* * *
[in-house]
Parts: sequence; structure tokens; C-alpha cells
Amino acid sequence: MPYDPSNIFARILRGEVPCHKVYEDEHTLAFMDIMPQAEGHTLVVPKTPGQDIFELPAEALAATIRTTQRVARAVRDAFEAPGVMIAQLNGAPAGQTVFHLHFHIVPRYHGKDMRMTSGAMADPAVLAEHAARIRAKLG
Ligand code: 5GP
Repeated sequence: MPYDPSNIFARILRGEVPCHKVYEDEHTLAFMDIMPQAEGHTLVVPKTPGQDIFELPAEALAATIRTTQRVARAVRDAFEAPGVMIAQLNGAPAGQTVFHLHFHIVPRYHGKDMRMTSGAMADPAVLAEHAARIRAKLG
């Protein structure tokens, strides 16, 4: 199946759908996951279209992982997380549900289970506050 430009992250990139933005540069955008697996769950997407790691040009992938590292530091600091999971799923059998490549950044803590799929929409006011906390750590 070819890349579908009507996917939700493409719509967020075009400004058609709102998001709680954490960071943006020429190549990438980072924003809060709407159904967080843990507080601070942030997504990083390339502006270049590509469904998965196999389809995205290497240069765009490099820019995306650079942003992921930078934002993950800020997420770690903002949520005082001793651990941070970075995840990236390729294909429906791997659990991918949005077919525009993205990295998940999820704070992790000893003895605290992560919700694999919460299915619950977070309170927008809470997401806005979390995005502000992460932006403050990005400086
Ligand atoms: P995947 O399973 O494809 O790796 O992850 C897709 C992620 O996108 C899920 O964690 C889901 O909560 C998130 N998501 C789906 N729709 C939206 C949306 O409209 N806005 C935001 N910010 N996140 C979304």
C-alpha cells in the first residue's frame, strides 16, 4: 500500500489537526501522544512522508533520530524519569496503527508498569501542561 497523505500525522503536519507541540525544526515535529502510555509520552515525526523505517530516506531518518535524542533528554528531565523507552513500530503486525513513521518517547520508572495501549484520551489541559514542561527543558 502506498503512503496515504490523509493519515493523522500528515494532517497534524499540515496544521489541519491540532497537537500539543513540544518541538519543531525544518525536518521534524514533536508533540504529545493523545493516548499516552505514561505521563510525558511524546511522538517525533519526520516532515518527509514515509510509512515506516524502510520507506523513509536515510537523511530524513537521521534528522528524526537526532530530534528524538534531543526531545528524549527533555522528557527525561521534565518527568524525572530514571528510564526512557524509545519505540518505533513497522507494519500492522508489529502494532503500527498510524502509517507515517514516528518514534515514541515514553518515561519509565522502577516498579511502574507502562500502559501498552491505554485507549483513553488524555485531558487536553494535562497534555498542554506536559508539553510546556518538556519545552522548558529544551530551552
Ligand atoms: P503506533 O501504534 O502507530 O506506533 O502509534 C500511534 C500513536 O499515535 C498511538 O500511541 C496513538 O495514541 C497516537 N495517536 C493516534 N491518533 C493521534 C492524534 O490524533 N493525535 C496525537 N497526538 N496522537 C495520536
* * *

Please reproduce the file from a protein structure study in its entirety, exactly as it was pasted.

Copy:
[in-house]
Parts: sequence; structure tokens; C-alpha cells
Amino acid sequence: MPYDPSNIFARILRGEVPCHKVYEDEHTLAFMDIMPQAEGHTLVVPKTPGQDIFELPAEALAATIRTTQRVARAVRDAFEAPGVMIAQLNGAPAGQTVFHLHFHIVPRYHGKDMRMTSGAMADPAVLAEHAARIRAKLG
Ligand code: 5GP
Repeated sequence: MPYDPSNIFARILRGEVPCHKVYEDEHTLAFMDIMPQAEGHTLVVPKTPGQDIFELPAEALAATIRTTQRVARAVRDAFEAPGVMIAQLNGAPAGQTVFHLHFHIVPRYHGKDMRMTSGAMADPAVLAEHAARIRAKLG
């Protein structure tokens, strides 16, 4: 199946759908996951279209992982997380549900289970506050 430009992250990139933005540069955008697996769950997407790691040009992938590292530091600091999971799923059998490549950044803590799929929409006011906390750590 070819890349579908009507996917939700493409719509967020075009400004058609709102998001709680954490960071943006020429190549990438980072924003809060709407159904967080843990507080601070942030997504990083390339502006270049590509469904998965196999389809995205290497240069765009490099820019995306650079942003992921930078934002993950800020997420770690903002949520005082001793651990941070970075995840990236390729294909429906791997659990991918949005077919525009993205990295998940999820704070992790000893003895605290992560919700694999919460299915619950977070309170927008809470997401806005979390995005502000992460932006403050990005400086
Ligand atoms: P995947 O399973 O494809 O790796 O992850 C897709 C992620 O996108 C899920 O964690 C889901 O909560 C998130 N998501 C789906 N729709 C939206 C949306 O409209 N806005 C935001 N910010 N996140 C979304």
C-alpha cells in the first residue's frame, strides 16, 4: 500500500489537526501522544512522508533520530524519569496503527508498569501542561 497523505500525522503536519507541540525544526515535529502510555509520552515525526523505517530516506531518518535524542533528554528531565523507552513500530503486525513513521518517547520508572495501549484520551489541559514542561527543558 502506498503512503496515504490523509493519515493523522500528515494532517497534524499540515496544521489541519491540532497537537500539543513540544518541538519543531525544518525536518521534524514533536508533540504529545493523545493516548499516552505514561505521563510525558511524546511522538517525533519526520516532515518527509514515509510509512515506516524502510520507506523513509536515510537523511530524513537521521534528522528524526537526532530530534528524538534531543526531545528524549527533555522528557527525561521534565518527568524525572530514571528510564526512557524509545519505540518505533513497522507494519500492522508489529502494532503500527498510524502509517507515517514516528518514534515514541515514553518515561519509565522502577516498579511502574507502562500502559501498552491505554485507549483513553488524555485531558487536553494535562497534555498542554506536559508539553510546556518538556519545552522548558529544551530551552
Ligand atoms: P503506533 O501504534 O502507530 O506506533 O502509534 C500511534 C500513536 O499515535 C498511538 O500511541 C496513538 O495514541 C497516537 N495517536 C493516534 N491518533 C493521534 C492524534 O490524533 N493525535 C496525537 N497526538 N496522537 C495520536